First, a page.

Exporter Guide 2012

An Expert's View about Food , Beverages and Tobacco in Morocco

Posted on: 27 Dec 2012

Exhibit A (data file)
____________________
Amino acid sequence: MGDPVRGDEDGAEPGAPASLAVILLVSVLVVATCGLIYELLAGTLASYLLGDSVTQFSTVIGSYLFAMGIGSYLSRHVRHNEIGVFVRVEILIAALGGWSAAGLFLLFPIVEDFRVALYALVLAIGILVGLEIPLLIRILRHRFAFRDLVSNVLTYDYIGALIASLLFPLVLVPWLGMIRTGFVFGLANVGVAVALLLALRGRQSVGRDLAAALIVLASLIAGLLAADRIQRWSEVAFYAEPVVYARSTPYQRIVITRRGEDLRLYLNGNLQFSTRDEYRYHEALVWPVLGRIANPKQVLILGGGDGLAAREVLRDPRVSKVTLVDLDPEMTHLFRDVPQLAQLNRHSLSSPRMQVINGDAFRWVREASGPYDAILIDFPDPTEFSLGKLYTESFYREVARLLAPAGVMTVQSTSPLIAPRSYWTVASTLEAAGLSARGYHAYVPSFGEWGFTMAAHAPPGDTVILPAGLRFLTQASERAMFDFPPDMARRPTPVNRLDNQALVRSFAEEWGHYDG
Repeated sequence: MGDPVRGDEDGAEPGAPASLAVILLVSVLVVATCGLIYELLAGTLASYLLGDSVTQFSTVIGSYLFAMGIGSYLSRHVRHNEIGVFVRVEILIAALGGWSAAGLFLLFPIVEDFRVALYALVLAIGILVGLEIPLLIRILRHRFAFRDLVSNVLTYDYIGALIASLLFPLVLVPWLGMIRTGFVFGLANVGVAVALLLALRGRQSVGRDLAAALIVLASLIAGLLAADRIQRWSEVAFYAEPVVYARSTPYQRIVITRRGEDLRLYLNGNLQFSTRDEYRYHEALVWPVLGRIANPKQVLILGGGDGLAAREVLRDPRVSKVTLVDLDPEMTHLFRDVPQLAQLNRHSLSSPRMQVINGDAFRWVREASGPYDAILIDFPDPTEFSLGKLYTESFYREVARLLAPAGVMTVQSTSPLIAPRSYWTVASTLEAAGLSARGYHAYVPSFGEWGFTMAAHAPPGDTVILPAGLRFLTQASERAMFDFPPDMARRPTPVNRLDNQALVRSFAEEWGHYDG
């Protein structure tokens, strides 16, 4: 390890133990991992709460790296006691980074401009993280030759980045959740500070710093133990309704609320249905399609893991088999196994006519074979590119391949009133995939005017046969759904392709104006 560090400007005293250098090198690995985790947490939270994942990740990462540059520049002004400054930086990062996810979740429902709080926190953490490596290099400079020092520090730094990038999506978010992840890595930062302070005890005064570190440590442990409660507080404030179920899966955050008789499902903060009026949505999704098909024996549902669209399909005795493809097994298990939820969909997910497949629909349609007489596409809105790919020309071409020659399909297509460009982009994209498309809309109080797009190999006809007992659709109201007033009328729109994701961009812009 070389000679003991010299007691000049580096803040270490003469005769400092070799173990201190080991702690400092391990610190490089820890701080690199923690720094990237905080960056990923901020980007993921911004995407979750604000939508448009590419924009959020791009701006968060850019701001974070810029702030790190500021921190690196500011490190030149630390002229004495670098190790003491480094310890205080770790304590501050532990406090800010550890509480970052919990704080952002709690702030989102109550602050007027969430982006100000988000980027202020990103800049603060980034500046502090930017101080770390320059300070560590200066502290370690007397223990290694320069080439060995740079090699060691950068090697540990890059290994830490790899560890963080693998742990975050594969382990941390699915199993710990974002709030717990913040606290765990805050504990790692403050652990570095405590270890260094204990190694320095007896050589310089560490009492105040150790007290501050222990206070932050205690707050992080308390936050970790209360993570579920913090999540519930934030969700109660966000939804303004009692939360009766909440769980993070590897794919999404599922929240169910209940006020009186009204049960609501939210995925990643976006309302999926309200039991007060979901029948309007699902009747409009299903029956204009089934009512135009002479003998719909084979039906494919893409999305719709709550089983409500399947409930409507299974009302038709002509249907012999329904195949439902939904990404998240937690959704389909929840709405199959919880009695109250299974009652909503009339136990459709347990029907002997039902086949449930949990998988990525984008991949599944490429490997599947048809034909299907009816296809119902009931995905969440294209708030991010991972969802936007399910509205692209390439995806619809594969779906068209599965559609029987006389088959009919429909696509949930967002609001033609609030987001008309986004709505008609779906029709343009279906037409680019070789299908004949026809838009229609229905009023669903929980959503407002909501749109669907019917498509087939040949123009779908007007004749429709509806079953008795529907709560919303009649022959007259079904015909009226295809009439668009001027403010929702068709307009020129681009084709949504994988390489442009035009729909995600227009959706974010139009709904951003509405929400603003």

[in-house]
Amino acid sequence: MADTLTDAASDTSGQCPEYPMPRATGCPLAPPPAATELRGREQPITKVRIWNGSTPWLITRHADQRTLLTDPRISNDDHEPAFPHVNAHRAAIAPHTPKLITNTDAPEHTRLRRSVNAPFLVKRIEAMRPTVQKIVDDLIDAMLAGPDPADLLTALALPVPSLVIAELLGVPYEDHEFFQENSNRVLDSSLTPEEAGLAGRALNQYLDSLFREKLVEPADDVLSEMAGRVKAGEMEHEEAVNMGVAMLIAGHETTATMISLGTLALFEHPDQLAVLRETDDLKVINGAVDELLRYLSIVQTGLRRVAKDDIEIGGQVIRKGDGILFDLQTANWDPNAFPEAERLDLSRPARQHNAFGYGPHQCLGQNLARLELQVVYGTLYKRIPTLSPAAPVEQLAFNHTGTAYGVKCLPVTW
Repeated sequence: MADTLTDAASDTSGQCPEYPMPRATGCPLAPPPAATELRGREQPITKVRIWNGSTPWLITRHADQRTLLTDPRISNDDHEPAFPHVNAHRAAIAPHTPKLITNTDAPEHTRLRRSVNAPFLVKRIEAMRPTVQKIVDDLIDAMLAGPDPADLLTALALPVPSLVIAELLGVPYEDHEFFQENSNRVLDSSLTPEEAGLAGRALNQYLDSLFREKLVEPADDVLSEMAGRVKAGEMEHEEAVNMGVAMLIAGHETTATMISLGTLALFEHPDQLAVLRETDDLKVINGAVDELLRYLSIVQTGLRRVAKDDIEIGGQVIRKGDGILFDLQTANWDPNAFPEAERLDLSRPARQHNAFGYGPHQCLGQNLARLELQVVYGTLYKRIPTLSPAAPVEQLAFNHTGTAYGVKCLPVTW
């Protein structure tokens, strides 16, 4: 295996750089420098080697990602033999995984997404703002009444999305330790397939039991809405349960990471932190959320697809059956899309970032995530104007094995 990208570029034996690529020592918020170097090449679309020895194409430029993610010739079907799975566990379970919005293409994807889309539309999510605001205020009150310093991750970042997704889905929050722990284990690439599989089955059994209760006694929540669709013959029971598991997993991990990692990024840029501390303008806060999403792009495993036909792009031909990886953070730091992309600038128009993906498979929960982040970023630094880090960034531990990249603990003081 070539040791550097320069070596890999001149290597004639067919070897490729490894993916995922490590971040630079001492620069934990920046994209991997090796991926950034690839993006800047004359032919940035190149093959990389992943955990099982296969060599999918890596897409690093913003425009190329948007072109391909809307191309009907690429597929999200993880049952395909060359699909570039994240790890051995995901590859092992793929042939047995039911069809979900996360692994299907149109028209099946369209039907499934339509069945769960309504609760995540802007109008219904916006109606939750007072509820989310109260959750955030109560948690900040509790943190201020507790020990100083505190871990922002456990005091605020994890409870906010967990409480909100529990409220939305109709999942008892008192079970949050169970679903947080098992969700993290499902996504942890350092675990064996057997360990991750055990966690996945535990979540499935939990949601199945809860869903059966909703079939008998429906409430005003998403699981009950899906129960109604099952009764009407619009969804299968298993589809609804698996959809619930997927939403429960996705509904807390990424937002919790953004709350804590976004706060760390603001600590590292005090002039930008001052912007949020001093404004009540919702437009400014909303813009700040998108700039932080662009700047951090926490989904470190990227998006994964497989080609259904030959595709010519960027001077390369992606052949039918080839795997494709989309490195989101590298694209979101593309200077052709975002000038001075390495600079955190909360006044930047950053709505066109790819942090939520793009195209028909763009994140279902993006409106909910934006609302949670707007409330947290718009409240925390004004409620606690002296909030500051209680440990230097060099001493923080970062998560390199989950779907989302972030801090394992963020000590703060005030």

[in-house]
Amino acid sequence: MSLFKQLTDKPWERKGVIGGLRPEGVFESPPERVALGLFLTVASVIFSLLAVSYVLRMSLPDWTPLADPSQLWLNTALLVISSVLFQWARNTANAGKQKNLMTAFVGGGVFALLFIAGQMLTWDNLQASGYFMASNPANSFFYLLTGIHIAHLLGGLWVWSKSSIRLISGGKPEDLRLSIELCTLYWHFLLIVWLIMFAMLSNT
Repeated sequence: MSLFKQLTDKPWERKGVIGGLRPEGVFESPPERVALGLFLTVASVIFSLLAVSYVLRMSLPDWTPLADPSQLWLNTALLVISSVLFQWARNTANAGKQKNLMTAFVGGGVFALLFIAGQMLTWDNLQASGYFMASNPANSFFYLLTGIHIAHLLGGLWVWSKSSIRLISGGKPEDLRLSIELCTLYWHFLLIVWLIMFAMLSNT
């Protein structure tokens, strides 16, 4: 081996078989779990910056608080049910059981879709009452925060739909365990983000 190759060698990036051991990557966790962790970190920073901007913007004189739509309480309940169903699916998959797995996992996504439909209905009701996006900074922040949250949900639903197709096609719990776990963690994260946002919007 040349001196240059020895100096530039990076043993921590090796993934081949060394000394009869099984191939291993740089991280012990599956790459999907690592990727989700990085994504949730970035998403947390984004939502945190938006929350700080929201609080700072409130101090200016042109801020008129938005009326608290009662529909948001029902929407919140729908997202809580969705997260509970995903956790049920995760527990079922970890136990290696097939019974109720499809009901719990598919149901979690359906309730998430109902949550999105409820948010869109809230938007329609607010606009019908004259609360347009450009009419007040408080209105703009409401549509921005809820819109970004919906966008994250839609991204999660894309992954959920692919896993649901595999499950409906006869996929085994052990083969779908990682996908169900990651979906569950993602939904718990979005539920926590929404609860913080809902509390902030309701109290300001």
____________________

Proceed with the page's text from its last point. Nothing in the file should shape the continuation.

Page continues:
This Exporter Guide Report provides an update of all sections, including the political and economic situation, agricultural trade data and local business and government contacts.